Just look to Northwestern, whose one false positive test put 37 (!) individuals into quarantine through contact tracing. Even if those close contacts tested negative, in-season NCAA guidelines mandate they must serve a two-week quarantine before being cleared to return to play. Rules like that make it logistically very tough to finish a season let alone get through a few weeks, even with the ever flexible yet short-lived “Jenga 41” schedule the Big Ten unveiled last Wednesday.
Testing has come up as another problem, which goes hand in hand with the efficacy of contact tracing. The Big Ten had recently upped its mandated testing to twice weekly for high contact sports, but some schools went beyond that, like Illinois, which began testing its players daily. The Illini’s pseudo-bubble may have worked for now, but how effective would it have been when they’re playing a school that’s only testing its players twice or three times per week? You’re only as strong as your weakest link, and without uniform protocol, that left too much to chance.
Michigan’s chief health officer, who serves on one of the Big Ten’s medical advisory committees, said there just isn’t enough of the right testing available right now, citing the need for better volume, accuracy and turnaround time. Doctors didn’t seem to think the successful, Jim Harbaugh-touted protocols during workouts on an empty campus would hold up with contact practices and games, as well as thousands of students on campuses.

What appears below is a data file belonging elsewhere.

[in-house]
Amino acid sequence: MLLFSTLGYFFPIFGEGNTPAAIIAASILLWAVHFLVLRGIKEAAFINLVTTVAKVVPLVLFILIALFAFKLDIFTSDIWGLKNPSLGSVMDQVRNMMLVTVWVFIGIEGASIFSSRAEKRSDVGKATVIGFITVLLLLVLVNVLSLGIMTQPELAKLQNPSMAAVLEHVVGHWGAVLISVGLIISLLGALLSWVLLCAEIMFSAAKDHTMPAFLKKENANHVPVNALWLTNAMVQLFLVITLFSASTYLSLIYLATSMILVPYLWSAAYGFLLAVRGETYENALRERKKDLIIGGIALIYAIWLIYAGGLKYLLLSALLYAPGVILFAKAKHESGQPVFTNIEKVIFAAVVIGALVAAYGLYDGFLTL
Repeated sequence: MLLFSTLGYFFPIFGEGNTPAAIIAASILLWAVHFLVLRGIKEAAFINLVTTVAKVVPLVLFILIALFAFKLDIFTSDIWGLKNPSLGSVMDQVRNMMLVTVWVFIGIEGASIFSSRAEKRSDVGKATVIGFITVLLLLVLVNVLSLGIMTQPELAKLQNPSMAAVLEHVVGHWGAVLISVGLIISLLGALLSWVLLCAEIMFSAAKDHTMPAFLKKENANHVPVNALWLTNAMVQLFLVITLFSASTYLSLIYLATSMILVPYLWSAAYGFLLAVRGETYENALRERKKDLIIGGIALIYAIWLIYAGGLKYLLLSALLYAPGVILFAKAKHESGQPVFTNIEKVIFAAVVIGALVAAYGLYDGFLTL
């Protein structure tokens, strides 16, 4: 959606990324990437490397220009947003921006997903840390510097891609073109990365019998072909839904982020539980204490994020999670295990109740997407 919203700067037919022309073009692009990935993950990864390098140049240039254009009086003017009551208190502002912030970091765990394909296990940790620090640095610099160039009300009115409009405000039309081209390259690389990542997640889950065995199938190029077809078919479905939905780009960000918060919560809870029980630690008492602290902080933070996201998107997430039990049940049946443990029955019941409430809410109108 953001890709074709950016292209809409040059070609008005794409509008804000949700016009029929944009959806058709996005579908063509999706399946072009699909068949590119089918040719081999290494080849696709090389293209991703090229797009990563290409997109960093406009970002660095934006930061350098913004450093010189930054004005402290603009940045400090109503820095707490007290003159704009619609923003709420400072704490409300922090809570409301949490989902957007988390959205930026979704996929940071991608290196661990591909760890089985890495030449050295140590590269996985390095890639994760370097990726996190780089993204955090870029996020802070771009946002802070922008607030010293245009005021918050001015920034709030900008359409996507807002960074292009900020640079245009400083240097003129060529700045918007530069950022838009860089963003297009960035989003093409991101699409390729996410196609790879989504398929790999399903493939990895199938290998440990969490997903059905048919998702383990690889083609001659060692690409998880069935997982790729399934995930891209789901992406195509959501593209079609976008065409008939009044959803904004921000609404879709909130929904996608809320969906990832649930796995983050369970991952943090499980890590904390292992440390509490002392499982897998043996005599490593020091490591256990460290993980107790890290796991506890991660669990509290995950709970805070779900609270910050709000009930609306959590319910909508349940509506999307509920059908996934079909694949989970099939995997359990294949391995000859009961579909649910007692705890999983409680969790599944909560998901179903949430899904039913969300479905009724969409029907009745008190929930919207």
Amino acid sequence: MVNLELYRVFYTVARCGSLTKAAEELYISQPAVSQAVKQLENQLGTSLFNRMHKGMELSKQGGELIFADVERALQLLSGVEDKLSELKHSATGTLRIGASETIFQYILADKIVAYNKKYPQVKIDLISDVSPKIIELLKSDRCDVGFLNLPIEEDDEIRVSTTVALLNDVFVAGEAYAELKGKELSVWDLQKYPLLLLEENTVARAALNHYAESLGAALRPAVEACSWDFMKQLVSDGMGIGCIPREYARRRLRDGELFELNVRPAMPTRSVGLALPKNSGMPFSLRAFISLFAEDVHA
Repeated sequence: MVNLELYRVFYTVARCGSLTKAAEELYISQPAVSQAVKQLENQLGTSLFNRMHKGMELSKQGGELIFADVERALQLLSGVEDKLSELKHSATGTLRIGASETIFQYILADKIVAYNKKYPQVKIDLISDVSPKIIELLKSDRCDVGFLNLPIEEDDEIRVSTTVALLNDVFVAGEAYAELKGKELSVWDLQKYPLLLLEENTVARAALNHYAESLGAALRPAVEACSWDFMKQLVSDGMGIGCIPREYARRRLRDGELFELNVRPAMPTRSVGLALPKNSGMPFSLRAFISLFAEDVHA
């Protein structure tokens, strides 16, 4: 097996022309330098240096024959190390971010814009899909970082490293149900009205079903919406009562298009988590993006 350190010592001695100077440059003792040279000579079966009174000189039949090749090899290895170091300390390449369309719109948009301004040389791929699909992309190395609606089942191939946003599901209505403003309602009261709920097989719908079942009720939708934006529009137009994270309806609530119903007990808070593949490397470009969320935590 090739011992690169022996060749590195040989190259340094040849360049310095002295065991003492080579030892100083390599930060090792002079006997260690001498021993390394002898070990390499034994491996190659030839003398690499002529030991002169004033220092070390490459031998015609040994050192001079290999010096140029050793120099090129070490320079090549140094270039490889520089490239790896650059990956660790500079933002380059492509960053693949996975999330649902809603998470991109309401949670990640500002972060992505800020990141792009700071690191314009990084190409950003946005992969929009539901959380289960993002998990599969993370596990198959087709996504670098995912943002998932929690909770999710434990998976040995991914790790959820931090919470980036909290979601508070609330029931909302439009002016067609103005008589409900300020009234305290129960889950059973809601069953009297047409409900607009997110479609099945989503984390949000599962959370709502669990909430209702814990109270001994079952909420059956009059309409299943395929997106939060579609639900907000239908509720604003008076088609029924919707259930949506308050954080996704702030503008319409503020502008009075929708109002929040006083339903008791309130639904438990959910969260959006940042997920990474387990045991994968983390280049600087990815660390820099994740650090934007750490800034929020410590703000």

Then there’s myocarditis, the post-viral heart inflammation that has drawn plenty of attention lately for the role it’s played in young, healthy athletes. Nicole Auerbach of The Athletic reported the Big Ten was aware of at least 10 players who have the condition, and this is all before fall camp even started.
So yes, commend the Big 12 for putting in place robust cardiac health screening measures for all players who’ve tested positive for COVID-19 before clearing them to return, as the NFL has done. Those policies, however, don’t prevent anyone from getting myocarditis, and there’s no promise they all fully recover.
At the end of the day, the B1G’s doctors didn’t think the conference could safely play football in the fall, and the decision makers followed their advice. It’s just hard to give praise to a move made in disheveled, potentially rushed fashion. There wouldn’t be as much collective outrage at the postponement if administrators had handled it responsibly and with unity. Instead, they took everyone — players, coaches, athletic directors, media and fans — on a draining four-day ride that marred their choice.
Conference and university administrators should have been actively planning for this scenario, developing contingency plans to delay the season and put in more stringent protocols to both stop the spread and aid in the recovery of COVID-19. It is truly mind boggling to see that item one of their plans was hope. Hope is as much a plan as Nebraska is a member of the Big 12.